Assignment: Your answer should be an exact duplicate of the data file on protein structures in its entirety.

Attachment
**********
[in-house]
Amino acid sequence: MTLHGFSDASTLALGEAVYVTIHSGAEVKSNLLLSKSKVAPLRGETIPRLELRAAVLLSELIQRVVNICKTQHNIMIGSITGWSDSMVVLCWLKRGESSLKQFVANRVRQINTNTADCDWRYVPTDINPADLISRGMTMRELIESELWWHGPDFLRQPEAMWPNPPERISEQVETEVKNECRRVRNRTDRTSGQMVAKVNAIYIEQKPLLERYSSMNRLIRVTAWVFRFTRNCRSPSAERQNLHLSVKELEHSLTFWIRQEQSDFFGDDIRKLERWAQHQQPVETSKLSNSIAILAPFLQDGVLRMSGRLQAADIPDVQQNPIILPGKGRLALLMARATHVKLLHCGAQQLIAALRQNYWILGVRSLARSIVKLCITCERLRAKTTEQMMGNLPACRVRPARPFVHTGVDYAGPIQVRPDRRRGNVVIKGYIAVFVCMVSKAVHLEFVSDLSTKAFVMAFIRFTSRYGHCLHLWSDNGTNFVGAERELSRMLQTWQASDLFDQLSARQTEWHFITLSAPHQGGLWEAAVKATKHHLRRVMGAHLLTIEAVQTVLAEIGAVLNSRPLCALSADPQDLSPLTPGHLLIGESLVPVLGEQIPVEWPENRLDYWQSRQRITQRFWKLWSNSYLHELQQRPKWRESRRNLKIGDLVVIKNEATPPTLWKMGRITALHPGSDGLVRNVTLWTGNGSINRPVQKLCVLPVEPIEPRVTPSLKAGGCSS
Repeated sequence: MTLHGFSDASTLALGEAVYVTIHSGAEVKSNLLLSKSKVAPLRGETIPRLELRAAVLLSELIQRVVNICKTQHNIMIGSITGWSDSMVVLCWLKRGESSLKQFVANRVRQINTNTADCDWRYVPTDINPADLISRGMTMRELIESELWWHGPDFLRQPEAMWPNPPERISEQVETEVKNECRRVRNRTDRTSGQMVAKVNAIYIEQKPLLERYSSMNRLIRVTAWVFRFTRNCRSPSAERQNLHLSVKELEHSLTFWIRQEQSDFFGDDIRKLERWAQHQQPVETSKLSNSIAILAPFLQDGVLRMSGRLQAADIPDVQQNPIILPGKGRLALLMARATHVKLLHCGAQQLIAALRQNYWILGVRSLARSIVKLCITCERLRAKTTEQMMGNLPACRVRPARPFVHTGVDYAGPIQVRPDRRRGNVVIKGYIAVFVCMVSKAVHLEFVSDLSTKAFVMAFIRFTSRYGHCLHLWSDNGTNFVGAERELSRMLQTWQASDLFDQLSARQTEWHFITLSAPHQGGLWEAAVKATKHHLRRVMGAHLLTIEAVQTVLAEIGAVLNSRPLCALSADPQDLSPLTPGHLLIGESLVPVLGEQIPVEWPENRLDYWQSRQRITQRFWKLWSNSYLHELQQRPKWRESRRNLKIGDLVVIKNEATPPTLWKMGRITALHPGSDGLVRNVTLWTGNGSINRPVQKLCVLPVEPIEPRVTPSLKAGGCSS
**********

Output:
[in-house]
Amino acid sequence: MTLHGFSDASTLALGEAVYVTIHSGAEVKSNLLLSKSKVAPLRGETIPRLELRAAVLLSELIQRVVNICKTQHNIMIGSITGWSDSMVVLCWLKRGESSLKQFVANRVRQINTNTADCDWRYVPTDINPADLISRGMTMRELIESELWWHGPDFLRQPEAMWPNPPERISEQVETEVKNECRRVRNRTDRTSGQMVAKVNAIYIEQKPLLERYSSMNRLIRVTAWVFRFTRNCRSPSAERQNLHLSVKELEHSLTFWIRQEQSDFFGDDIRKLERWAQHQQPVETSKLSNSIAILAPFLQDGVLRMSGRLQAADIPDVQQNPIILPGKGRLALLMARATHVKLLHCGAQQLIAALRQNYWILGVRSLARSIVKLCITCERLRAKTTEQMMGNLPACRVRPARPFVHTGVDYAGPIQVRPDRRRGNVVIKGYIAVFVCMVSKAVHLEFVSDLSTKAFVMAFIRFTSRYGHCLHLWSDNGTNFVGAERELSRMLQTWQASDLFDQLSARQTEWHFITLSAPHQGGLWEAAVKATKHHLRRVMGAHLLTIEAVQTVLAEIGAVLNSRPLCALSADPQDLSPLTPGHLLIGESLVPVLGEQIPVEWPENRLDYWQSRQRITQRFWKLWSNSYLHELQQRPKWRESRRNLKIGDLVVIKNEATPPTLWKMGRITALHPGSDGLVRNVTLWTGNGSINRPVQKLCVLPVEPIEPRVTPSLKAGGCSS
Repeated sequence: MTLHGFSDASTLALGEAVYVTIHSGAEVKSNLLLSKSKVAPLRGETIPRLELRAAVLLSELIQRVVNICKTQHNIMIGSITGWSDSMVVLCWLKRGESSLKQFVANRVRQINTNTADCDWRYVPTDINPADLISRGMTMRELIESELWWHGPDFLRQPEAMWPNPPERISEQVETEVKNECRRVRNRTDRTSGQMVAKVNAIYIEQKPLLERYSSMNRLIRVTAWVFRFTRNCRSPSAERQNLHLSVKELEHSLTFWIRQEQSDFFGDDIRKLERWAQHQQPVETSKLSNSIAILAPFLQDGVLRMSGRLQAADIPDVQQNPIILPGKGRLALLMARATHVKLLHCGAQQLIAALRQNYWILGVRSLARSIVKLCITCERLRAKTTEQMMGNLPACRVRPARPFVHTGVDYAGPIQVRPDRRRGNVVIKGYIAVFVCMVSKAVHLEFVSDLSTKAFVMAFIRFTSRYGHCLHLWSDNGTNFVGAERELSRMLQTWQASDLFDQLSARQTEWHFITLSAPHQGGLWEAAVKATKHHLRRVMGAHLLTIEAVQTVLAEIGAVLNSRPLCALSADPQDLSPLTPGHLLIGESLVPVLGEQIPVEWPENRLDYWQSRQRITQRFWKLWSNSYLHELQQRPKWRESRRNLKIGDLVVIKNEATPPTLWKMGRITALHPGSDGLVRNVTLWTGNGSINRPVQKLCVLPVEPIEPRVTPSLKAGGCSS